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The Shadow Side of Caring

Friday, September 28, 2012 by Marianne Elliott

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Everyone carries a Shadow, and the less it is embodied in the individual’s conscious life, the blacker and denser it is.” – Carl Jung

All Superheroes have a Shadow Side.

In fact some people have argued that Batman is only a superhero because he has embraced his Shadow Side, without this self-knowledge (and the power that comes with it) Bruce Wayne would not be Batman and that it is in the very recognition his Shadow Side, that Bruce Wayne gives rise to Batman.

In her book “Superheroes and Superegos: Analyzing the Minds Behind the Masks”, Sharon Packer describes a new kind of superhero who emerged in 1973 (the year after I was born). These were anti/heroes who had, in Packer’s words, confronted their Shadow Side. One of my favorites is Wolverine, perhaps because – like me – Wolverine had been exposed to war, death and killing and had experience of mental illness. In order to ‘recover’ from his psychosis and become Wolverine the hero, he had to learn to work with his Shadow Side.

Jung also said that:

In spite of its function as a reservoir for human darkness—or perhaps because of this—the shadow is the seat of creativity.”

So it made sense to me to follow up my interview with Batman and my post about my own superpower (caring) with an exploration of the shadow side of caring. What are the murky motivations or hidden risks in caring? And how can I be more aware of those shadows, so that my caring – and the action it motivates – is more conscious, more constructive.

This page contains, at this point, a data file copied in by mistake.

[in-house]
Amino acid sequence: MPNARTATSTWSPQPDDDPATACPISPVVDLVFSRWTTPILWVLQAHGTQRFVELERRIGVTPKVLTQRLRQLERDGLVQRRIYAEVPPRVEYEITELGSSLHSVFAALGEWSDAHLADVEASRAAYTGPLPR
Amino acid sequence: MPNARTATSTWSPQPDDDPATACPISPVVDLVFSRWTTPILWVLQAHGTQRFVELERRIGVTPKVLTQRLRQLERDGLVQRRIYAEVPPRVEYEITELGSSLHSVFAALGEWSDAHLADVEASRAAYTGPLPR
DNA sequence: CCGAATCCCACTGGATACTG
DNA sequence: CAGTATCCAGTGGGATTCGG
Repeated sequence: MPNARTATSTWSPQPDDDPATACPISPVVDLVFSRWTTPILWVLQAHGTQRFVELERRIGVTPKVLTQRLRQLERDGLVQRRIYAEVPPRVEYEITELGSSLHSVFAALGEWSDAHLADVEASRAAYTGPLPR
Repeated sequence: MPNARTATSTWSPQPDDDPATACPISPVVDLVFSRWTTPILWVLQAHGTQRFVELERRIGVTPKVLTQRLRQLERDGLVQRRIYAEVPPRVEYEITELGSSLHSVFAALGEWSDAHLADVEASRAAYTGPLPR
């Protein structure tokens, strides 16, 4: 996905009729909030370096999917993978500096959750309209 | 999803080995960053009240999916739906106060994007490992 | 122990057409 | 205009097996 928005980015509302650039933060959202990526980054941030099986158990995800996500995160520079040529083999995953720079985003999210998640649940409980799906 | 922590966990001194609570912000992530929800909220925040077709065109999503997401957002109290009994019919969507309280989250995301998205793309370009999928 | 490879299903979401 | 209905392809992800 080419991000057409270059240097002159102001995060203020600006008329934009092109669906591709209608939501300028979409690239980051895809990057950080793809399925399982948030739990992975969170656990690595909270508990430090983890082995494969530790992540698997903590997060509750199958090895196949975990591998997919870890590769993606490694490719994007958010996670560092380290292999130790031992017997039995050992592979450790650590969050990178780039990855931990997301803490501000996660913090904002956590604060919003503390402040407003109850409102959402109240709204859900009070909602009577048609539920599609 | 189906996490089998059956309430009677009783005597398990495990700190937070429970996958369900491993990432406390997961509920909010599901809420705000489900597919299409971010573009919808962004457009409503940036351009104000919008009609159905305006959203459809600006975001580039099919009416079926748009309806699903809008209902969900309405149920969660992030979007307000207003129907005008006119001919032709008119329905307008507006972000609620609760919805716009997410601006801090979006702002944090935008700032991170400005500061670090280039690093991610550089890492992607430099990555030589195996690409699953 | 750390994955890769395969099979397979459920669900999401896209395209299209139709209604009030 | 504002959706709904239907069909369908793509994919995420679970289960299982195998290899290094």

The Shadow Side of Caring

Last week I visited a healer trained in the traditional use of herbal remedies. Given what I wrote last week about my superpower you may not be surprised that the very first comment she made, as she assessed me, was:

You need medicine for a caregiver.”

I nodded.

Not in the sense of someone who takes physical care of another person,’ she continued, ‘but in the sense of someone who cares deeply for the earth and for the people on the earth, and who has lost the boundaries they need to be able to take care of themselves.”


The reason I write, read, study and teach about practices that help us care for ourselves when we feel called to care for others, is because this is the medicine I need too. This is what I need to learn, what I am constantly learning.

I believe we can do good and be well. But I also believe it takes work. It takes a willingness to ask some hard questions, like ‘What are my real motivations for ‘doing good’?’ and ‘What harm might I be doing to myself or others when I think I am ‘doing good’?’